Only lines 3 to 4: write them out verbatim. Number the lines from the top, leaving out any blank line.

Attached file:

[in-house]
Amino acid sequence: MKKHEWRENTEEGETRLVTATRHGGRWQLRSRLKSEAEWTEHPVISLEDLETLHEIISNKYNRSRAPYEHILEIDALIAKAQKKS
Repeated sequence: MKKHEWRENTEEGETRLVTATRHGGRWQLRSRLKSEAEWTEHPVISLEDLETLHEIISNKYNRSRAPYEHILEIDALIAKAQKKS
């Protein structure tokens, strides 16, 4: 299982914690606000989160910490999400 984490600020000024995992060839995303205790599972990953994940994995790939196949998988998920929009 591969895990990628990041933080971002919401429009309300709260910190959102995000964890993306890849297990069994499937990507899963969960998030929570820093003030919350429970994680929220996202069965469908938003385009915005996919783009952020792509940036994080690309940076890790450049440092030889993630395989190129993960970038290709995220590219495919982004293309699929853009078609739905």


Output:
Repeated sequence: MKKHEWRENTEEGETRLVTATRHGGRWQLRSRLKSEAEWTEHPVISLEDLETLHEIISNKYNRSRAPYEHILEIDALIAKAQKKS
């Protein structure tokens, strides 16, 4: 299982914690606000989160910490999400 984490600020000024995992060839995303205790599972990953994940994995790939196949998988998920929009 591969895990990628990041933080971002919401429009309300709260910190959102995000964890993306890849297990069994499937990507899963969960998030929570820093003030919350429970994680929220996202069965469908938003385009915005996919783009952020792509940036994080690309940076890790450049440092030889993630395989190129993960970038290709995220590219495919982004293309699929853009078609739905």